Court of Appeals of Ohio, Eighth District, Cuyahoga
Criminal Appeal from the Cuyahoga County Court of Common
Pleas Case Nos. CR-15-598262-A, CR-15-598310-A, and
ATTORNEY FOR APPELLANT Thomas A.
ATTORNEYS FOR APPELLEE Michael C. O'Malley Cuyahoga
County Prosecutor By: Blaise D. Thomas Assistant Prosecuting
BEFORE: S. Gallagher, J., Keough, P.J., and Stewart, J.
JOURNAL ENTRY AND OPINION
C. GALLAGHER, JUDGE
Appellant Anthony Grant appeals the sentence imposed in three
underlying cases, Cuyahoga C.P. Nos. CR-15-598262-A,
CR-15-598310-A, and CR-15-599943-A, as well as the imposition
of court costs. Upon review, we affirm.
Appellant was indicted and charged on multiple counts in each
of the three underlying cases. He ultimately entered a plea
agreement with the state and pleaded guilty to the following
charges: in CR-15-598262-A, involuntary manslaughter in
violation of R.C. 2903.03 with a three-year firearm
specification; in CR-15-598310-A, attempted aggravated
robbery in violation of R.C. 2911.01with a one-year firearm
specification; and in CR-15-599943-A, to the indictment as
charged, which included two counts of having weapons while
under disability and one count of carrying a concealed
weapon, each with a forfeiture of weapon specification.
With regard to the first two cases, CR-15-598262-A and
CR-15-598310-A, there was an agreement to a sentencing range
for the two offenses in the aggregate to a term of between 6
and 20 years, which is down from the maximum of up to 26
years. There was no agreement to a sentence in
CR-15-599943-A, which was to be in addition to the other two
At sentencing, the trial court indicated it had reviewed the
presentence investigation report and appellant's
sentencing memorandum. The trial court heard from defense
counsel, appellant, persons on appellant's behalf,
members of the victims' families, and the assistant
prosecutor. The trial court indicated it had considered all
the information presented, all the principles and purposes of
felony sentencing, and the appropriate recidivism and
seriousness factors. The trial court reviewed appellant's
criminal history, including his juvenile record. Further, the
trial court considered the plea agreement and made the
requisite findings for consecutive sentences.
The trial court sentenced appellant as follows.
In CR-15-598262-A, to eight years in prison for involuntary
manslaughter, plus three years on the firearm specification
to run prior to and consecutive with the eight-year sentence,
for a total of 11 years.
In CR-15-598310-A, to eight years in prison for attempted
aggravated robbery, plus one year on the firearm
specification to run prior to and consecutive with the
eight-year sentence, for a total of nine years.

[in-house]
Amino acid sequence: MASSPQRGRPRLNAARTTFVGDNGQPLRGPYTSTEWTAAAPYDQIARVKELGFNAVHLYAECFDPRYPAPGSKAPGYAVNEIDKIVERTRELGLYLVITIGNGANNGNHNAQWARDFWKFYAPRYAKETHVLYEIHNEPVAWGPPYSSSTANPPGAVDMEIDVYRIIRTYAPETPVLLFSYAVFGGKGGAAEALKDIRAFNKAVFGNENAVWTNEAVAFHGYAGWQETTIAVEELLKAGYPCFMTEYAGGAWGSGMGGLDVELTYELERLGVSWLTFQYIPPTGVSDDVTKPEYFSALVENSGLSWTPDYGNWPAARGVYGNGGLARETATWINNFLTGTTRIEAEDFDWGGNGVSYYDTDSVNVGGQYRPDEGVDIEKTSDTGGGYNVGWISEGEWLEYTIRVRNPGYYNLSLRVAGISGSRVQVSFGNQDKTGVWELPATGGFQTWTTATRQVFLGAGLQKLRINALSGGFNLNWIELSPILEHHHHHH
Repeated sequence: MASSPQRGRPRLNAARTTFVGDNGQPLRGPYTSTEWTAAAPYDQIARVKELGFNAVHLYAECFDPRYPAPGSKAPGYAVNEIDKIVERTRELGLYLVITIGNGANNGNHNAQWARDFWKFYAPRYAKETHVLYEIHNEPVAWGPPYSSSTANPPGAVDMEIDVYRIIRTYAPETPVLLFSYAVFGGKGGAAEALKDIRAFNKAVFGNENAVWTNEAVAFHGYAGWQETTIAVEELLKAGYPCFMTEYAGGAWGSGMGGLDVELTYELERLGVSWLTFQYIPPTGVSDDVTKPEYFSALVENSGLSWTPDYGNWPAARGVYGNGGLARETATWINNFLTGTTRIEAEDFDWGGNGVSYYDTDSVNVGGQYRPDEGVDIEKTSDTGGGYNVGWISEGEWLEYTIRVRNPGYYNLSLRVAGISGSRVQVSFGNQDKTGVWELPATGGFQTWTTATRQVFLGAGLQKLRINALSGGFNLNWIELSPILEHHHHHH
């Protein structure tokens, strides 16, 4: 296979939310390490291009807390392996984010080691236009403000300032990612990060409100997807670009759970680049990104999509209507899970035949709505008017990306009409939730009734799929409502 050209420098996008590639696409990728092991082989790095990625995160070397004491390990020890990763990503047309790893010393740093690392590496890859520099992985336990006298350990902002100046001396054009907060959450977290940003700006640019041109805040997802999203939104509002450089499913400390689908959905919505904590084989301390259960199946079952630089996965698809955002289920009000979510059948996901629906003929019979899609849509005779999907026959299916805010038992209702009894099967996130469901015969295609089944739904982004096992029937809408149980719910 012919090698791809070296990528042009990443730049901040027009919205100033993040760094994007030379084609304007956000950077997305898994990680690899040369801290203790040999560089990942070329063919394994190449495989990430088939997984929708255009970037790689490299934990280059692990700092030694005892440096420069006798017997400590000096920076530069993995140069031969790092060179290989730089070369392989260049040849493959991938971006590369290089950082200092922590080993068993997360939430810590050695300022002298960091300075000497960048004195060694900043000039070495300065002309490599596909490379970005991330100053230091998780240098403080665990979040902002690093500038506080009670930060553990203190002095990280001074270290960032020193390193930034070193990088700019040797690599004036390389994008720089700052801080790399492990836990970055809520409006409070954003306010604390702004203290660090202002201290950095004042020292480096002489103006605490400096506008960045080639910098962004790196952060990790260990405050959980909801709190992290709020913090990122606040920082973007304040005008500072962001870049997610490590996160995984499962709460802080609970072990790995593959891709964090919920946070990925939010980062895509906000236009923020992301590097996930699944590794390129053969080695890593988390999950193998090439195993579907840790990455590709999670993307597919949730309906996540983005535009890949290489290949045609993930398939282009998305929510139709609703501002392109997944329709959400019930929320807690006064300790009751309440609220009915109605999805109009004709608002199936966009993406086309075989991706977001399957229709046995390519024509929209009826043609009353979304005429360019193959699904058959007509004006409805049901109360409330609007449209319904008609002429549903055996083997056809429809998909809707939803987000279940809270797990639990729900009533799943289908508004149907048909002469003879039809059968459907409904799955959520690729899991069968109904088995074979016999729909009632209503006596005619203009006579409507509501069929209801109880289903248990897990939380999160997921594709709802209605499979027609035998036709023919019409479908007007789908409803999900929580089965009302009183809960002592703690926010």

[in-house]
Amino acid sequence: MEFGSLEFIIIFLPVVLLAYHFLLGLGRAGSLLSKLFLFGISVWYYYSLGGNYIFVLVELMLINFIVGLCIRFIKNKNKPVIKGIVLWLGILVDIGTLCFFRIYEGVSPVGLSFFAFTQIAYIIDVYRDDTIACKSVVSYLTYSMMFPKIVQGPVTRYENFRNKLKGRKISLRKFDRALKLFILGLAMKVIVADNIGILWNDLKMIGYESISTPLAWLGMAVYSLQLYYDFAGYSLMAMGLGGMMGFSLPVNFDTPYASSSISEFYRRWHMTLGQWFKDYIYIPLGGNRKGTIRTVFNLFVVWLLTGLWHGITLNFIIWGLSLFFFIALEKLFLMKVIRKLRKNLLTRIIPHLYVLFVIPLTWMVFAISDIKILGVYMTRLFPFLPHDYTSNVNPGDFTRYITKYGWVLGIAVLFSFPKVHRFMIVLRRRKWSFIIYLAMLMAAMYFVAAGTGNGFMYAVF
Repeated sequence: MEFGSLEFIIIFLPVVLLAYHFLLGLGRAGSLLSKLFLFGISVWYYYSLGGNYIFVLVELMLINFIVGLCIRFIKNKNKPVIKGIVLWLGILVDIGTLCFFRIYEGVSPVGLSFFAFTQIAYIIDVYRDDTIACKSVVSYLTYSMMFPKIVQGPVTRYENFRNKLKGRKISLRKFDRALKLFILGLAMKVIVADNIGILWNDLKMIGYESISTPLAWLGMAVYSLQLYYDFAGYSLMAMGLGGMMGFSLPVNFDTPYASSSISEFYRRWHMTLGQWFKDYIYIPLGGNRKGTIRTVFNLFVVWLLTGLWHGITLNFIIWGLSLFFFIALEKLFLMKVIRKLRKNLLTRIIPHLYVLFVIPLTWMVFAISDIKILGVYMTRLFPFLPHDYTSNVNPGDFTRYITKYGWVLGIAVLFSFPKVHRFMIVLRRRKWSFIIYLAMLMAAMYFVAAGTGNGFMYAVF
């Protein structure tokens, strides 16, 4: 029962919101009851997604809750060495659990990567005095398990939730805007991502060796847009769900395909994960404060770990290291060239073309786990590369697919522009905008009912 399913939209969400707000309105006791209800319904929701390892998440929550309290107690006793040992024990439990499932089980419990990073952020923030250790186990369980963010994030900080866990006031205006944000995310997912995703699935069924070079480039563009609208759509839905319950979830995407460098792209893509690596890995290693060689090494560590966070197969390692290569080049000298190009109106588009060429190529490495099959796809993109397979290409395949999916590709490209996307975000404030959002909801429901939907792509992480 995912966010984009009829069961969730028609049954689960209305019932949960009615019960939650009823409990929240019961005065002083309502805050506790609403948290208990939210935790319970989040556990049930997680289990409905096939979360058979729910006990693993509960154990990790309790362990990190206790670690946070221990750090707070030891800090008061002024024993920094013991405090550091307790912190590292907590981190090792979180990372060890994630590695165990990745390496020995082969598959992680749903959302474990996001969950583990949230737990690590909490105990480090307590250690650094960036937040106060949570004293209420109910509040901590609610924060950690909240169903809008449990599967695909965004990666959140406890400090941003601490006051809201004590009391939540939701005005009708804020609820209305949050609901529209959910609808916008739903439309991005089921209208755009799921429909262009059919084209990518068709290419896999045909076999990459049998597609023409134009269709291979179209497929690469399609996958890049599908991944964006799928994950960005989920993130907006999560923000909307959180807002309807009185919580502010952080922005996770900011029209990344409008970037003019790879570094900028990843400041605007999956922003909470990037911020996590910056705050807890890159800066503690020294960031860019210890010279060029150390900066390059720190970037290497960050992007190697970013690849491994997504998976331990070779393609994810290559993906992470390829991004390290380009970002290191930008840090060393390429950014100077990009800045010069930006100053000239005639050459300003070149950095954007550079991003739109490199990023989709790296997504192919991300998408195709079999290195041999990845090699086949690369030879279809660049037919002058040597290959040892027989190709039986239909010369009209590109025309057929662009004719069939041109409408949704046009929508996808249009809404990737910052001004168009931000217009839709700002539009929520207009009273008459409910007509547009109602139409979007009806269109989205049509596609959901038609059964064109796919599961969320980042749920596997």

In CR-15-599943-A, to 18 months in prison on each of the
three counts, to run concurrent to each other.
The trial court ordered the sentences in CR-15-598262-A and
CR-15-598310-A to run consecutive to each other for an
aggregate sentence of 20 years. The cases were also run
consecutive with CR-15-599943-A, for a total of 21 and
one-half years. The court imposed postrelease control and
also found appellant responsible for court costs.
Appellant timely filed this appeal.
2953.08(D)(1) Reviewability - CR-15-598262-A and
Before reaching the assignments of error, we must first
determine the reviewability of the sentence imposed in two of
the underlying cases, CR-15-598262-A and CR-15-598310-A. In
these two cases, there was an agreement to an aggregate
sentence of 6 to 20 years, which is below the statutory
maximum of 26 years. The trial court imposed an aggregate
sentence of 20 years.
R.C. 2953.08(D)(1) limits our ability to review an agreed
sentence. R.C. 2953.08(D)(1) states:
A sentence imposed upon a defendant is not subject to review
under this section if the sentence is authorized by law, has
been recommended jointly by the defendant and the prosecution
in the case, and is imposed by a sentencing judge.
The initial question we must answer is whether an agreement
to a sentencing range, as opposed to a specific term of
incarceration, is a jointly recommended sentence for purposes
of R.C. 2953.08(D)(1).
Recommended Sentencing Range
Examining some basic realities from our current criminal
justice system helps resolve the above question.
As the number of trials has reduced over the past decade,
criminal practitioners on both sides have increasingly turned
their focus to sentencing proceedings. The uncertainty over
what sentence a particular offender might receive has created
a negotiation process involving sentencing that now ...